If people love to work at your place, they will be productive and deliver good experiences for the customer. If people also love what you offer, you get the double-whammy and will have a successful business.

Tenet 3. Not all Customers are Equal
This reality is not as openly discussed as it should be. It almost seems to be a taboo subject for people that propose customer centricity, however it is in fact one of the core drivers of becoming a customer centric business.

All businesses have a portfolio of customers. The profitability and/or value from these customers determines the sustainability of the business.

Not all customers are equal. In the way they respond to the value you provide, nor in the way they reciprocate value back to you. Value here is the combination of fees for service/product, plus their level of advocacy (is it negative word-of-mouth, or positive word-of-mouth). So why do we randomly grow our customer portfolios with anyone that will buy from us? Likewise when we provide service or communicate with customers, why do we treat them all the same…why do we typically treat each customer as average..?

Tenet 4. Businesses are Systems that Deliver Value
Everything within the business – the systems, people, functions, processes, products and services – all work as a collective that delivers value. This overall, collective value is perceived by the customer. This perception of value is the predictor of future customer behaviour. The collective future behaviour of customers is a significant predictor of the business results that will be achieved. Based on this, the business will, over time, either thrive, survive or go into decline.
Systems Thinking is at the core of this Tenet – the collective output of the business is the delivery of value for the customer (good, bad, ugly or indifferent). From this delivery of value, come the results of the business, and then the outcomes desired by the Board, Owners and Shareholders.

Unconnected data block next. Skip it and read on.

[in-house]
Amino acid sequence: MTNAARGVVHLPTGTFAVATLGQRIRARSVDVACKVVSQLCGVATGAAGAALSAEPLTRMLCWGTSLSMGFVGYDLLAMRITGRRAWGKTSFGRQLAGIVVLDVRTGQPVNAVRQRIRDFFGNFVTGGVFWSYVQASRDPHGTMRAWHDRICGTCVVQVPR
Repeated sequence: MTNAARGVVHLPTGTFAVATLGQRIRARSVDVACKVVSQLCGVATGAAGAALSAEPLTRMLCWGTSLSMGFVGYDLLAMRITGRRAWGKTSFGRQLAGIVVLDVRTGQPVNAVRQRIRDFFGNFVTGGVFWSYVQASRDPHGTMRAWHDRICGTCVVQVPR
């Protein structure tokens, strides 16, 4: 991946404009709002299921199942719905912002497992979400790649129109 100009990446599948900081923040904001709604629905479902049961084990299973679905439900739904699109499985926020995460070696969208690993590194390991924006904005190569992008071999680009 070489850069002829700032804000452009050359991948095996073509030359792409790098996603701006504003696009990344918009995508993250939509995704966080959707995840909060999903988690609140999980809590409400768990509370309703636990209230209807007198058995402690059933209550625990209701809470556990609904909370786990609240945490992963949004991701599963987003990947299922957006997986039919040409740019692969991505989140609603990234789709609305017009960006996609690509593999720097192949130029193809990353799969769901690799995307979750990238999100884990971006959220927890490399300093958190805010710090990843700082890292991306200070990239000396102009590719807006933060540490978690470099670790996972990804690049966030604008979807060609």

Tenet 5. The Need for Progressive Improvement
There hardly seems a need to discuss the reality that businesses need to continually improve. We can see this clearly in the enormous acceptance of continuous improvement and other popular approaches that aim to reduce waste, defects, errors and achieve bankable improvements. However, continuous improvement has almost become a meaningless phrase, one of those management norms that has lost the power behind its origins. Too much focus on cost reduction rather than value and experience improvement.

The need for progressive improvement is demanded by the increasing expectations of your customers and the changing landscape of rivals seeking the attention of your customers.

Using these tenets to drive how the business is designed and structured will support business resilience and success.

There are nine imperatives from these tenets that will be covered in another post.

Mark Hocknell
Mark is a Customer Centric Business specialist with experience spanning three decades, from line management to consulting and academia. Based in south east Queensland, Australia, Mark led one of the first, large scale CRM deployments for one of Australia's leading financial institutions. For the last fifteen years Mark has consulted to leading organisations in Australia, as well as small-to-medium sized businesses. He is the author of Profit by Design: how to build a customer portfolio full of profitable promoters.